Promoting healthy gut bacteria in babies born by caesarean section: The PROMESA study

Tommy’s researchers are finding out whether a probiotic supplement can promote the development of a healthy mixture of bacteria in the guts of breastfed babies born by caesarean section.
  • Author's list

    Professor Rachel Tribe, Paul Seed, Dr Helena Watson, Jiadai Mi, Sarah Kheirallah, Dr Deena Gibbons, Dr Petter Brodin

    Start date: 2017 
    End date: 2021

  • Research centre

  • Research status

    Ongoing projects

Why do we need this research?

Good bacteria in our gut help us digest food and get nutrition throughout life. The type of bacteria in a baby’s gut also influences how its immune system develops.

When babies are born vaginally, they come into contact with their mother’s vaginal and rectal bacteria, which helps them to build up good bacteria in their gut (microbiome). However, during caesarean deliveries, babies don’t come into contact with this ‘friendly’ gut bacteria. These babies are more likely to develop many immune-related conditions such as asthma, eczema and food allergies. They also have a greater chance of having type 1 diabetes or coeliac disease, compared to babies that are born vaginally, and the lack of exposure to good bacteria at birth is thought to be part of the reason why this happens.

With the numbers of caesarean deliveries increasing, we need to find ways of ensuring that babies get the gut bacteria they need for a healthy start to life.

What’s happening in this project?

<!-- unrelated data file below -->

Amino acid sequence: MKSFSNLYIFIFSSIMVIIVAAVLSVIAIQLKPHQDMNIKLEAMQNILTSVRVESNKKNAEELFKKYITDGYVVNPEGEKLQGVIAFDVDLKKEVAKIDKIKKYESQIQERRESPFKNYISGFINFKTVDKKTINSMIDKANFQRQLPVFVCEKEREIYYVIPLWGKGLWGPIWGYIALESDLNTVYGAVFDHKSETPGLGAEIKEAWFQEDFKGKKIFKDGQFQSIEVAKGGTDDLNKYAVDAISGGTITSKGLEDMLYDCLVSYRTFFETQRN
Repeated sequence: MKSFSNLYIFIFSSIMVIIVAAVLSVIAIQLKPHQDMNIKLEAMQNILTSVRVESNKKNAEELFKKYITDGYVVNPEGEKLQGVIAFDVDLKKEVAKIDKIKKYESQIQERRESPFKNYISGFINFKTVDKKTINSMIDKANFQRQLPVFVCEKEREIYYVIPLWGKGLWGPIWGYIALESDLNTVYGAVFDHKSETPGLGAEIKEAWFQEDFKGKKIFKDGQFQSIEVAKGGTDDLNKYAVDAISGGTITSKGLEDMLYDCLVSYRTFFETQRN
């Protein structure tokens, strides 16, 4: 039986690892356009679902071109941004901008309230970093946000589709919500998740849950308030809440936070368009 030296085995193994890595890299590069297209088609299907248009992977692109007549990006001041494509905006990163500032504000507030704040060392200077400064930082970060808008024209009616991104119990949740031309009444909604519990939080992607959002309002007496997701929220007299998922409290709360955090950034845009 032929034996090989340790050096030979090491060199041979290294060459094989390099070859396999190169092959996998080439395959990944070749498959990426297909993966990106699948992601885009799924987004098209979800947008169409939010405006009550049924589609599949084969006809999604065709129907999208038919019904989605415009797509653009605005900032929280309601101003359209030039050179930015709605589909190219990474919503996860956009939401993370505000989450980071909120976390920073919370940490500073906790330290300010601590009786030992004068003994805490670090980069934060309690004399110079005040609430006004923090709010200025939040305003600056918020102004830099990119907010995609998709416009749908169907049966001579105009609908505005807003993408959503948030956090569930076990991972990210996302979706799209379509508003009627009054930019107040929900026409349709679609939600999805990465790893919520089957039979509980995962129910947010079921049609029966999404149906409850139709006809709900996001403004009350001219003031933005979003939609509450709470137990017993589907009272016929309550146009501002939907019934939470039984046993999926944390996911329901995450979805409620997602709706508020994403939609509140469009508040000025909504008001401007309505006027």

Breastfeeding is known to help develop ‘friendly’ gut bacteria, with special sugars in breastmilk helping the bacteria grow. In the PROMESA study, our researchers are testing whether a probiotic supplement in addition to breastfeeding might help babies born by caesarean section.

In this study, babies are being given a probiotic supplement for 28 days (or a placebo) and mothers are receiving specialist support to help them breastfeed until their baby is weaned at six months. Our researchers are testing stool samples from the babies to see if their gut contains the friendly bacteria that they need. The babies will then have regular follow-up visits to assess their gut health until they are two years’ old.

In a separate part of the study, our researchers are also assessing what effect the probiotic supplement has on the babies’ immune systems.

What difference will this project make?

This project will find out whether probiotic supplements can help babies born by caesarean section get the friendly gut bacteria they need and will investigate what effect this has on their immune systems. Our researchers hope this will give these babies the best possible start in life.

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